Managing a choir inevitably involves dealing with money. Whether you’re running your choir as a business, as a non-profit, or as part of a larger organisation, you’ll have to raise funds somewhere along the line. Many, perhaps most, amateur choirs ask their singers to contribute to being part of the choir. And occasionally, you may find yourself in the uncomfortable situation of having a choir member who doesn’t pay their share. Here are my tips for handling the problem.
Give clear information
When requesting fees or subs, be up-front and professional – fees are due, they’re this much, you can pay in these ways. Don’t be tempted to apologise for asking for money, or to make excuses if you have to put the fees up. No one in your choir is going to think that you’re coining it in and living the high life on the proceeds!
Don’t ignore the problem
Many of us feel very disquieted about addressing financial issues. The British, in particular, have made a cultural touchstone of this. We don’t talk about how much we earn or how much we have (that doesn’t stop us moaning about prices, though, when we’re not talking about the weather).
If someone doesn’t pay what they owe on time, when you’ve given them clear information about what’s expected and when, you need to tackle the situation head-on. You could issue a general reminder about the deadline, but if someone doesn’t pay up, you need to have a quiet word and ask why. If they can’t pay for some reason and you have a facility to help people on low incomes, great. But if they haven’t paid and you know that they could pay, they’re basically asking the rest of the choir to subsidise them, and that’s not fair.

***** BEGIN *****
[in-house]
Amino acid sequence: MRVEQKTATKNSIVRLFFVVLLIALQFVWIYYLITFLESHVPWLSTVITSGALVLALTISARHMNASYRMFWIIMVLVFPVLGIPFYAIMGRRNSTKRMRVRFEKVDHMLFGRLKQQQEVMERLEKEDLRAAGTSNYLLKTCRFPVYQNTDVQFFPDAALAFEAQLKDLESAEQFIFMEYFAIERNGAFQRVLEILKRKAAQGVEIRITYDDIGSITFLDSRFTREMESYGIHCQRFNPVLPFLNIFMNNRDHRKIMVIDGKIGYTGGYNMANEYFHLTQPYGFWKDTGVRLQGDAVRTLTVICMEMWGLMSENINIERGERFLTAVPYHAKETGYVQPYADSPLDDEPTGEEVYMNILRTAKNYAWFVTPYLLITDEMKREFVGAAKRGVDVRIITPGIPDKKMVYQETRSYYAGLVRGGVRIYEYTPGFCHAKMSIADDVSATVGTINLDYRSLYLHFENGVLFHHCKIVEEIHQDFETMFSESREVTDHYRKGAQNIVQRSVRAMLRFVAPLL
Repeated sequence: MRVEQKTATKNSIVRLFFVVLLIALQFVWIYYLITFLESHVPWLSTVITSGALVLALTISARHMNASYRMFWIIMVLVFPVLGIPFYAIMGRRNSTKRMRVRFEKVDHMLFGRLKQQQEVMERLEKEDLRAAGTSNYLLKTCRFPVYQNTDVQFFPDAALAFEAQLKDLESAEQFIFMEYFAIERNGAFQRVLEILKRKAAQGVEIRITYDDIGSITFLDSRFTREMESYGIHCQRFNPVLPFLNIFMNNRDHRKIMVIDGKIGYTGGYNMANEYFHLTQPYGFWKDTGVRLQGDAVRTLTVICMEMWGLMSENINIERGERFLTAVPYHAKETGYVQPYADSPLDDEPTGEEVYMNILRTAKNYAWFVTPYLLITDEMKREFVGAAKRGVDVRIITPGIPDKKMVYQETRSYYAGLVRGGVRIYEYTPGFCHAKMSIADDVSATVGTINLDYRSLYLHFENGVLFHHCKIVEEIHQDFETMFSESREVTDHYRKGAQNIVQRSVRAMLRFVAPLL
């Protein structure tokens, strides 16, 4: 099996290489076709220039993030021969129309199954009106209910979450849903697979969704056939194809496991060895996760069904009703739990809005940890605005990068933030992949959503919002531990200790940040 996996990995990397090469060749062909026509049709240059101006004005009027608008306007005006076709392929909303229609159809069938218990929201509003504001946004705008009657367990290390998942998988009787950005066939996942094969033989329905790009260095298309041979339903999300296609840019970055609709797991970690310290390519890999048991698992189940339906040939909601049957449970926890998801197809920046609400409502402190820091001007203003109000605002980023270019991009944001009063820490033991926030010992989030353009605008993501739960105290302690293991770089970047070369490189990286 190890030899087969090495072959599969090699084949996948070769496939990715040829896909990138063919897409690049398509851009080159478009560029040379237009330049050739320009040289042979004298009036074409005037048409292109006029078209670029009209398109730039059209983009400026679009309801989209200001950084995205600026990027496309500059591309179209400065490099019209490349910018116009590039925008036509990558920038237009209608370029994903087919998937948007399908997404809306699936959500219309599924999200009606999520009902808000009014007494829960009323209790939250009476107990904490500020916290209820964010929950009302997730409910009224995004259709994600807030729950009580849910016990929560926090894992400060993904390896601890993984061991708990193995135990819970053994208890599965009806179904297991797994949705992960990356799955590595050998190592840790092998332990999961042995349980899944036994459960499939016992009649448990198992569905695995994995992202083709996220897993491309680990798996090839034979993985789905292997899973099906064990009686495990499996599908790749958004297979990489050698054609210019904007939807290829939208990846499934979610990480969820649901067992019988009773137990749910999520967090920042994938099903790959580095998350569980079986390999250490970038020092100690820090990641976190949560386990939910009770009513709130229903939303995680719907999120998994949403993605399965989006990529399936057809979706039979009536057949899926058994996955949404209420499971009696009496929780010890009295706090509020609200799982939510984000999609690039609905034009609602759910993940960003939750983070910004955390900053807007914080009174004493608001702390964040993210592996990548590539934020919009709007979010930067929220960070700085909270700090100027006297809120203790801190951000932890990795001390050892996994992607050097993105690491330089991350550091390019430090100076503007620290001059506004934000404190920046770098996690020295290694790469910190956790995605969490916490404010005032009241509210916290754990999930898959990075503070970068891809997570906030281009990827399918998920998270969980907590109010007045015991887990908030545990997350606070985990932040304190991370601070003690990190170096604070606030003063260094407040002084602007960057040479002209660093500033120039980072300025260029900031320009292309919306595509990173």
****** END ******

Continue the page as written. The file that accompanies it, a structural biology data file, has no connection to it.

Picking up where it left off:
Keep things in perspective
It can certainly be uncomfortable to talk to people about money, but in my experience, you just have to take a deep breath and get over it. Whenever Christina and I have worried about financial issues with the choirs, the reality has always been much less scary than what was going on in our heads! An example is when we’ve put up the fees. We were expecting outrage and instead the only feedback we received was that the fees were so reasonable they should have been put up long ago.
If you work with integrity and from a position of openness and fairness, you won’t go far wrong.